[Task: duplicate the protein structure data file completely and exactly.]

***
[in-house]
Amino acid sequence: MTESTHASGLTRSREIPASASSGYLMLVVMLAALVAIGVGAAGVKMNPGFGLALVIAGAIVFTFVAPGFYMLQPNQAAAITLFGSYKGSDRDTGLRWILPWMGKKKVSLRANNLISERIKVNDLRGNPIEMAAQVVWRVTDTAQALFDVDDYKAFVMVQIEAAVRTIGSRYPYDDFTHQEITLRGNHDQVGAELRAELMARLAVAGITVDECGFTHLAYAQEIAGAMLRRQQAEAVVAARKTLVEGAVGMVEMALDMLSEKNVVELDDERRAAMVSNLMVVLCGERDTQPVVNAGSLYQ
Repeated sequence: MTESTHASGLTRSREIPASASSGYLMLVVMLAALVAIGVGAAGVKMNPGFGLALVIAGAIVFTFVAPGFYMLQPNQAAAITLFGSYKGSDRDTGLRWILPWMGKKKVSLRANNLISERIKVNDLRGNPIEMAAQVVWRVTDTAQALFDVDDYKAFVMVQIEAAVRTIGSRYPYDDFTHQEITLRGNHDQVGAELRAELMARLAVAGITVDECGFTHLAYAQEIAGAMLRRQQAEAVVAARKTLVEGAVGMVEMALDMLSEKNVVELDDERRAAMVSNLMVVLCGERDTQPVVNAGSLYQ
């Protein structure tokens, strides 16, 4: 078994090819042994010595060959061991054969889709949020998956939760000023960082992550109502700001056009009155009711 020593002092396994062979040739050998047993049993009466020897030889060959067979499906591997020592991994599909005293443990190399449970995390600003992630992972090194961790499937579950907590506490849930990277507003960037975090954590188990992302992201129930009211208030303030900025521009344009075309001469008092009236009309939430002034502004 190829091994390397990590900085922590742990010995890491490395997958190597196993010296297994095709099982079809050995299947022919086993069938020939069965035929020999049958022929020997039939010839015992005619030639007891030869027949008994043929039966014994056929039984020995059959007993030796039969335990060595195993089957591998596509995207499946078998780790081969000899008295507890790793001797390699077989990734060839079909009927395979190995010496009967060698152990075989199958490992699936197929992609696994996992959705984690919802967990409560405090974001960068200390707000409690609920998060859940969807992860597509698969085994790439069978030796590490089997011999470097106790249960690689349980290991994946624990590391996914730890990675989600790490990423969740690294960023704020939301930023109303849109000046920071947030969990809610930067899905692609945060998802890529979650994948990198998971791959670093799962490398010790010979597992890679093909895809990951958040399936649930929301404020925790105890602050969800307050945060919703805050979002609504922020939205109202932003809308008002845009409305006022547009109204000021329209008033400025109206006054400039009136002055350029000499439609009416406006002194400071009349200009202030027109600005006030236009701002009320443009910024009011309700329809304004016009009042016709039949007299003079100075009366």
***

[in-house]
Amino acid sequence: MTESTHASGLTRSREIPASASSGYLMLVVMLAALVAIGVGAAGVKMNPGFGLALVIAGAIVFTFVAPGFYMLQPNQAAAITLFGSYKGSDRDTGLRWILPWMGKKKVSLRANNLISERIKVNDLRGNPIEMAAQVVWRVTDTAQALFDVDDYKAFVMVQIEAAVRTIGSRYPYDDFTHQEITLRGNHDQVGAELRAELMARLAVAGITVDECGFTHLAYAQEIAGAMLRRQQAEAVVAARKTLVEGAVGMVEMALDMLSEKNVVELDDERRAAMVSNLMVVLCGERDTQPVVNAGSLYQ
Repeated sequence: MTESTHASGLTRSREIPASASSGYLMLVVMLAALVAIGVGAAGVKMNPGFGLALVIAGAIVFTFVAPGFYMLQPNQAAAITLFGSYKGSDRDTGLRWILPWMGKKKVSLRANNLISERIKVNDLRGNPIEMAAQVVWRVTDTAQALFDVDDYKAFVMVQIEAAVRTIGSRYPYDDFTHQEITLRGNHDQVGAELRAELMARLAVAGITVDECGFTHLAYAQEIAGAMLRRQQAEAVVAARKTLVEGAVGMVEMALDMLSEKNVVELDDERRAAMVSNLMVVLCGERDTQPVVNAGSLYQ
């Protein structure tokens, strides 16, 4: 078994090819042994010595060959061991054969889709949020998956939760000023960082992550109502700001056009009155009711 020593002092396994062979040739050998047993049993009466020897030889060959067979499906591997020592991994599909005293443990190399449970995390600003992630992972090194961790499937579950907590506490849930990277507003960037975090954590188990992302992201129930009211208030303030900025521009344009075309001469008092009236009309939430002034502004 190829091994390397990590900085922590742990010995890491490395997958190597196993010296297994095709099982079809050995299947022919086993069938020939069965035929020999049958022929020997039939010839015992005619030639007891030869027949008994043929039966014994056929039984020995059959007993030796039969335990060595195993089957591998596509995207499946078998780790081969000899008295507890790793001797390699077989990734060839079909009927395979190995010496009967060698152990075989199958490992699936197929992609696994996992959705984690919802967990409560405090974001960068200390707000409690609920998060859940969807992860597509698969085994790439069978030796590490089997011999470097106790249960690689349980290991994946624990590391996914730890990675989600790490990423969740690294960023704020939301930023109303849109000046920071947030969990809610930067899905692609945060998802890529979650994948990198998971791959670093799962490398010790010979597992890679093909895809990951958040399936649930929301404020925790105890602050969800307050945060919703805050979002609504922020939205109202932003809308008002845009409305006022547009109204000021329209008033400025109206006054400039009136002055350029000499439609009416406006002194400071009349200009202030027109600005006030236009701002009320443009910024009011309700329809304004016009009042016709039949007299003079100075009366």